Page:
Managers concoct all sorts of pretexts for not adopting or, in some cases, even investigating Six Sigma practices. One major pharm/biotech company, when asked about participating in this article, responded almost defiantly, “we’re not a Six-Sigma culture.“ R&D organizations are prone to think that Six Sigma does not apply to research, highly regulated industries, or biological systems. “None of those excuses are ever valid,“ says Soman.
“I have applied Lean and/or Six Sigma to operations involving complex mechanical systems, all the way to very soft products, and it has worked every time. GE has claimed billions of dollars in savings by implementing these tools in very disparate business segments.“
It is a mistake to view Six Sigma and Lean as exclusive to “hard“ manufacturing, says Dr. Dilts. Much of science involves protocols. Six Sigma can help organizations discover which aspects or components of a protocol add value to the overall experiment. When applied correctly, Six Sigma will also help identify fast failures, indicators that a research program is on the wrong track. “Six Sigma doesn’t inhibit creativity, it frees creative activity for more productive work,“ he says.
According to Soman, any end result that can be quantified will benefit from Six Sigma. “It doesn’t matter if you’re streamlining manufacturing or inventing a new molecule. If you can define what you’re going after and quantify those factors that are critical to quality, you can apply Lean Six Sigma.“
Typical manufacturing metrics are defect rate and cycle time. In drug discovery, the metric may be the number of molecules advanced per thousand screened compounds or the percentage of compounds from medicinal chemistry or combinatorial libraries meeting specific pharmacokinetic or toxicology criteria. “No matter what you’re doing, it’s possible to complement scientific knowledge and experimentation with analytical and statistical methods to weed out practices that get you where you want to go faster.“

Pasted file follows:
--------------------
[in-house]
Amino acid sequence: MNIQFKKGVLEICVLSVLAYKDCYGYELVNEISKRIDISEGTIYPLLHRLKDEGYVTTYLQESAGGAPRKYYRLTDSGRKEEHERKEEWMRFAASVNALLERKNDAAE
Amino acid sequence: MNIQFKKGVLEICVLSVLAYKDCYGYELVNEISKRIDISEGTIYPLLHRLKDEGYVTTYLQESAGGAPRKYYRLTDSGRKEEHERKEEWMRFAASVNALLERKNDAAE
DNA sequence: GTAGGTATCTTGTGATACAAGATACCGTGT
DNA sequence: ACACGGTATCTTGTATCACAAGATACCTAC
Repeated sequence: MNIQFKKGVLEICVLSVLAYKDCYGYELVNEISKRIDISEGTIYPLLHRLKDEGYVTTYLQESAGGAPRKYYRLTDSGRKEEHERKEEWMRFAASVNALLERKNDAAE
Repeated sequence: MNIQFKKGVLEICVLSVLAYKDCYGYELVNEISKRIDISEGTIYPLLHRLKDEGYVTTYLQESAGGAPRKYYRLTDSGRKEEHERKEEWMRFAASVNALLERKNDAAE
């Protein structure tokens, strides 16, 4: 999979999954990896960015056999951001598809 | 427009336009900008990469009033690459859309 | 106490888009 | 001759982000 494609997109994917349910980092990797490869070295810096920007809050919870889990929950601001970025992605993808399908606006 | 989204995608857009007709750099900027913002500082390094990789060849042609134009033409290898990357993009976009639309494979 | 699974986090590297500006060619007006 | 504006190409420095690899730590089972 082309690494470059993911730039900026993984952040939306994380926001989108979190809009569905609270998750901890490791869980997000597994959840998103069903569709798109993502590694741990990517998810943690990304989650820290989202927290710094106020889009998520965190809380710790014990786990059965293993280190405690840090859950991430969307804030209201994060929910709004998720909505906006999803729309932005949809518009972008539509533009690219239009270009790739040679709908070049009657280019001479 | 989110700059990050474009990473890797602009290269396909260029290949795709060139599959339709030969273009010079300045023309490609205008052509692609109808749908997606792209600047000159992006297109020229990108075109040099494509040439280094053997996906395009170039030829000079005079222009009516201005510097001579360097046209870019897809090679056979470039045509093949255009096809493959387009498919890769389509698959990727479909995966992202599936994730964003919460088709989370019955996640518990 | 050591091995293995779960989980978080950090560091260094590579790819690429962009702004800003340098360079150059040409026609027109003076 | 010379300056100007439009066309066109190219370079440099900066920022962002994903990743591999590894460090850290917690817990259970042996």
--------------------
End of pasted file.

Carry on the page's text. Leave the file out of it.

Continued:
Like GE Healthcare, West Pharmaceutical Services (www.westpharma.com) has adopted a Lean/Six Sigma approach which, says resident Black Belt Tom Capitanio, helps achieve performance and efficiency breakthroughs more quickly than with Six Sigma alone.
West is more of a discrete manufacturer than GE Healthcare or most biotech firms, supplying vials, stoppers, seals, closures, and containers for sterile pharmaceutical products. The company applies Lean/Six Sigma to many of its manufacturing operations, as well as to paperwork, customer service, and corporate business.
To Capitanio, the biggest challenge to implementing a Lean/Six Sigma program is to integrate it into day-to-day operations and further develop it around Rapid Improvement Events, projects that achieve immediate, short-term resolution and are followed by exposure to more organic, longer-term improvement.
West’s components must meet mechanical, safety, and regulatory requirements. Unexpected, sporadic defects may cause a disruption to the customer’s manufacturing line. West views these events as more than simple opportunities to satisfy one customer. The company’s Six Sigma experts analyze the cost of such incidents to determine how extensively, beyond fixing the immediate problem, they need to go.
In some situations the component cost plus the time handling the complaint and similar problems in the future dictate a thorough Six Sigma treatment.
When that project is completed and its results applied to the manufacture of other closure systems, that problem’s resolution often leads to improvements on subsequent projects.
With Lean/Six Sigma firmly entrenched among pharmaceutical and biotech manufacturers, the next frontier is likely to be pure research organizations. It is only a matter of time, says Dr. Dilts, before they see the light or risk extinction. “Companies that ignore Lean and Six Sigma risk going the way of the Oldsmobile,“ he says.